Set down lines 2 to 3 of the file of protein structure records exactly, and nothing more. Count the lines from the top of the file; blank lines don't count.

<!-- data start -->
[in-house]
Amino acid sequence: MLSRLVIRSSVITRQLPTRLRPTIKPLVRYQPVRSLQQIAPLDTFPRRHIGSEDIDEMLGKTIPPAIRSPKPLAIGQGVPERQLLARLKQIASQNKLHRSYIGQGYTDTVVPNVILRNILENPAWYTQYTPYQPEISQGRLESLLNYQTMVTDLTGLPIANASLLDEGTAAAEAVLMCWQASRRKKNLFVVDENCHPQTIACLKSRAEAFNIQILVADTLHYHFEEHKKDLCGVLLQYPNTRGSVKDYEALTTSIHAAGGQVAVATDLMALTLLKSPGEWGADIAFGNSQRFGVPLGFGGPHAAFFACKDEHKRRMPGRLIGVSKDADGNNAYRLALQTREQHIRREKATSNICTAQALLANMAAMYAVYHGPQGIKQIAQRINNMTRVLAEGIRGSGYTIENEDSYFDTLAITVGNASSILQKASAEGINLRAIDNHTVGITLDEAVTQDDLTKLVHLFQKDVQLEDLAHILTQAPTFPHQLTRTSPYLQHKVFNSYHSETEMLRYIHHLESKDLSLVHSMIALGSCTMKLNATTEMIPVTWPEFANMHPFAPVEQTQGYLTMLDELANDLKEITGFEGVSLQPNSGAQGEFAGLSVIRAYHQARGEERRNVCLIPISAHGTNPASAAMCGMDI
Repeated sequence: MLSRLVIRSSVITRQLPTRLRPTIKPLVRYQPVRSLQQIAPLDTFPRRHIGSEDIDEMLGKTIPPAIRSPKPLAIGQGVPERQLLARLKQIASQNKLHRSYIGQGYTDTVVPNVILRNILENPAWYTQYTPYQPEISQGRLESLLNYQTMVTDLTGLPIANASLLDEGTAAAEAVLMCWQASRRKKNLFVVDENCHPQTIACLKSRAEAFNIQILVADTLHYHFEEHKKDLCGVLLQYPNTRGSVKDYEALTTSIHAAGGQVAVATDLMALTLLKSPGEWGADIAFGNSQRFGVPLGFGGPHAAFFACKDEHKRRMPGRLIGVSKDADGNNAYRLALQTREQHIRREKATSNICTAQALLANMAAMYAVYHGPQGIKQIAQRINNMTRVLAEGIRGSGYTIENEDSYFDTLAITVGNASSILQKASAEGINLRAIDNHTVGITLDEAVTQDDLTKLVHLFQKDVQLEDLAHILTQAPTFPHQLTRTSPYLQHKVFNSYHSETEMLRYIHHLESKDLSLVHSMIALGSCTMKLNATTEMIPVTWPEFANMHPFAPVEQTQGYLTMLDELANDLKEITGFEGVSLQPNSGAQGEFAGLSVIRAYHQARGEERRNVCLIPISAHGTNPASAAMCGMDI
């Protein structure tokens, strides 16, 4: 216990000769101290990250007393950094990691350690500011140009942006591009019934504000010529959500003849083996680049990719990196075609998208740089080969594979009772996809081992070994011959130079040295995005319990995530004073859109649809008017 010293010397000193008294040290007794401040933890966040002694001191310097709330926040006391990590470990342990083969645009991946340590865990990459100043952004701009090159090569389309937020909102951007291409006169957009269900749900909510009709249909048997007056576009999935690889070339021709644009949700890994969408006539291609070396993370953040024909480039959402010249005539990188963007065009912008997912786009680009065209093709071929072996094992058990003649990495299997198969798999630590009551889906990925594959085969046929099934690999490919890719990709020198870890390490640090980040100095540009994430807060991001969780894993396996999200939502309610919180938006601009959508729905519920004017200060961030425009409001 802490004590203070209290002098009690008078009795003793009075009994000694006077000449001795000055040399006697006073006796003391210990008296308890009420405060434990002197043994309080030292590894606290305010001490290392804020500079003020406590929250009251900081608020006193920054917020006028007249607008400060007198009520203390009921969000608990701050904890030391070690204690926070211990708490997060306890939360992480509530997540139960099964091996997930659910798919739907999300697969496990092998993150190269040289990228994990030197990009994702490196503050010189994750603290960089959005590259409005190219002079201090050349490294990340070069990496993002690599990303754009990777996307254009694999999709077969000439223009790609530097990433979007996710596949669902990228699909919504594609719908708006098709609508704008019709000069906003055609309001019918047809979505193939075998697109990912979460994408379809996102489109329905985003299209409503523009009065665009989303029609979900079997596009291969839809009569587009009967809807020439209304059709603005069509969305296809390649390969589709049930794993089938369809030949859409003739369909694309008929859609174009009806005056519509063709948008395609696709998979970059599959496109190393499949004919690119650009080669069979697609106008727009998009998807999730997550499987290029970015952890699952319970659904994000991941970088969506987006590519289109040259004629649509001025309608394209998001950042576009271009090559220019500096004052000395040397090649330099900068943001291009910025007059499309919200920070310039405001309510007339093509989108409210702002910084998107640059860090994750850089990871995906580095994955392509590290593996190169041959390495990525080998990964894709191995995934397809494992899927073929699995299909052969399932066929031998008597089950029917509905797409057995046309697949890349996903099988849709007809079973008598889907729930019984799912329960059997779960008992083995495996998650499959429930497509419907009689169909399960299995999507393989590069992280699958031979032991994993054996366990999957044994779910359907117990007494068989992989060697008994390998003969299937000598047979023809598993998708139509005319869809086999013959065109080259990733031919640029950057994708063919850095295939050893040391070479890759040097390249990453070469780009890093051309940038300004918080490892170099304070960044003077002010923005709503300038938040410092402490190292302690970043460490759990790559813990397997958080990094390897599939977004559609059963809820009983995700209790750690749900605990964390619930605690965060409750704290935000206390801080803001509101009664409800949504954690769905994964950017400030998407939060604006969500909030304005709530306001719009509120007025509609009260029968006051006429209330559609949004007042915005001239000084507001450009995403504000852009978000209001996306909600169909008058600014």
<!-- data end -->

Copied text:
Amino acid sequence: MLSRLVIRSSVITRQLPTRLRPTIKPLVRYQPVRSLQQIAPLDTFPRRHIGSEDIDEMLGKTIPPAIRSPKPLAIGQGVPERQLLARLKQIASQNKLHRSYIGQGYTDTVVPNVILRNILENPAWYTQYTPYQPEISQGRLESLLNYQTMVTDLTGLPIANASLLDEGTAAAEAVLMCWQASRRKKNLFVVDENCHPQTIACLKSRAEAFNIQILVADTLHYHFEEHKKDLCGVLLQYPNTRGSVKDYEALTTSIHAAGGQVAVATDLMALTLLKSPGEWGADIAFGNSQRFGVPLGFGGPHAAFFACKDEHKRRMPGRLIGVSKDADGNNAYRLALQTREQHIRREKATSNICTAQALLANMAAMYAVYHGPQGIKQIAQRINNMTRVLAEGIRGSGYTIENEDSYFDTLAITVGNASSILQKASAEGINLRAIDNHTVGITLDEAVTQDDLTKLVHLFQKDVQLEDLAHILTQAPTFPHQLTRTSPYLQHKVFNSYHSETEMLRYIHHLESKDLSLVHSMIALGSCTMKLNATTEMIPVTWPEFANMHPFAPVEQTQGYLTMLDELANDLKEITGFEGVSLQPNSGAQGEFAGLSVIRAYHQARGEERRNVCLIPISAHGTNPASAAMCGMDI
Repeated sequence: MLSRLVIRSSVITRQLPTRLRPTIKPLVRYQPVRSLQQIAPLDTFPRRHIGSEDIDEMLGKTIPPAIRSPKPLAIGQGVPERQLLARLKQIASQNKLHRSYIGQGYTDTVVPNVILRNILENPAWYTQYTPYQPEISQGRLESLLNYQTMVTDLTGLPIANASLLDEGTAAAEAVLMCWQASRRKKNLFVVDENCHPQTIACLKSRAEAFNIQILVADTLHYHFEEHKKDLCGVLLQYPNTRGSVKDYEALTTSIHAAGGQVAVATDLMALTLLKSPGEWGADIAFGNSQRFGVPLGFGGPHAAFFACKDEHKRRMPGRLIGVSKDADGNNAYRLALQTREQHIRREKATSNICTAQALLANMAAMYAVYHGPQGIKQIAQRINNMTRVLAEGIRGSGYTIENEDSYFDTLAITVGNASSILQKASAEGINLRAIDNHTVGITLDEAVTQDDLTKLVHLFQKDVQLEDLAHILTQAPTFPHQLTRTSPYLQHKVFNSYHSETEMLRYIHHLESKDLSLVHSMIALGSCTMKLNATTEMIPVTWPEFANMHPFAPVEQTQGYLTMLDELANDLKEITGFEGVSLQPNSGAQGEFAGLSVIRAYHQARGEERRNVCLIPISAHGTNPASAAMCGMDI